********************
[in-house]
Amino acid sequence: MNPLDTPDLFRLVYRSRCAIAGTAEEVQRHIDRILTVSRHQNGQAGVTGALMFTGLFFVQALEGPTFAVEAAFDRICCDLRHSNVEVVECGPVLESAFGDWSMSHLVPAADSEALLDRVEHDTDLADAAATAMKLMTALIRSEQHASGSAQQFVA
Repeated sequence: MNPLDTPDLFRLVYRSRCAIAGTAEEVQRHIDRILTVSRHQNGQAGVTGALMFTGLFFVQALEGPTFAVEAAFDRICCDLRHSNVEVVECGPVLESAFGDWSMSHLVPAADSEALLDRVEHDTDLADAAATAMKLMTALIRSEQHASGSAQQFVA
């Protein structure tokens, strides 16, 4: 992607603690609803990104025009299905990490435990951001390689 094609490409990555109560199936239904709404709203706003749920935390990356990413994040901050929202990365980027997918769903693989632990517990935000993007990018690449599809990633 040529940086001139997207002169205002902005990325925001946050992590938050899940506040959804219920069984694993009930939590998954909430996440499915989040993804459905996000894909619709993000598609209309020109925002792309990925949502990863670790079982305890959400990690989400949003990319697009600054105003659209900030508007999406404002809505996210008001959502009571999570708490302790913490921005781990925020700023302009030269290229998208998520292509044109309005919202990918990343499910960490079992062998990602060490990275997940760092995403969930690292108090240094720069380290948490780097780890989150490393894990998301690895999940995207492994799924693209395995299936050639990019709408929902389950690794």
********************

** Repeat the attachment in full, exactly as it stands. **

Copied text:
[in-house]
Amino acid sequence: MNPLDTPDLFRLVYRSRCAIAGTAEEVQRHIDRILTVSRHQNGQAGVTGALMFTGLFFVQALEGPTFAVEAAFDRICCDLRHSNVEVVECGPVLESAFGDWSMSHLVPAADSEALLDRVEHDTDLADAAATAMKLMTALIRSEQHASGSAQQFVA
Repeated sequence: MNPLDTPDLFRLVYRSRCAIAGTAEEVQRHIDRILTVSRHQNGQAGVTGALMFTGLFFVQALEGPTFAVEAAFDRICCDLRHSNVEVVECGPVLESAFGDWSMSHLVPAADSEALLDRVEHDTDLADAAATAMKLMTALIRSEQHASGSAQQFVA
């Protein structure tokens, strides 16, 4: 992607603690609803990104025009299905990490435990951001390689 094609490409990555109560199936239904709404709203706003749920935390990356990413994040901050929202990365980027997918769903693989632990517990935000993007990018690449599809990633 040529940086001139997207002169205002902005990325925001946050992590938050899940506040959804219920069984694993009930939590998954909430996440499915989040993804459905996000894909619709993000598609209309020109925002792309990925949502990863670790079982305890959400990690989400949003990319697009600054105003659209900030508007999406404002809505996210008001959502009571999570708490302790913490921005781990925020700023302009030269290229998208998520292509044109309005919202990918990343499910960490079992062998990602060490990275997940760092995403969930690292108090240094720069380290948490780097780890989150490393894990998301690895999940995207492994799924693209395995299936050639990019709408929902389950690794």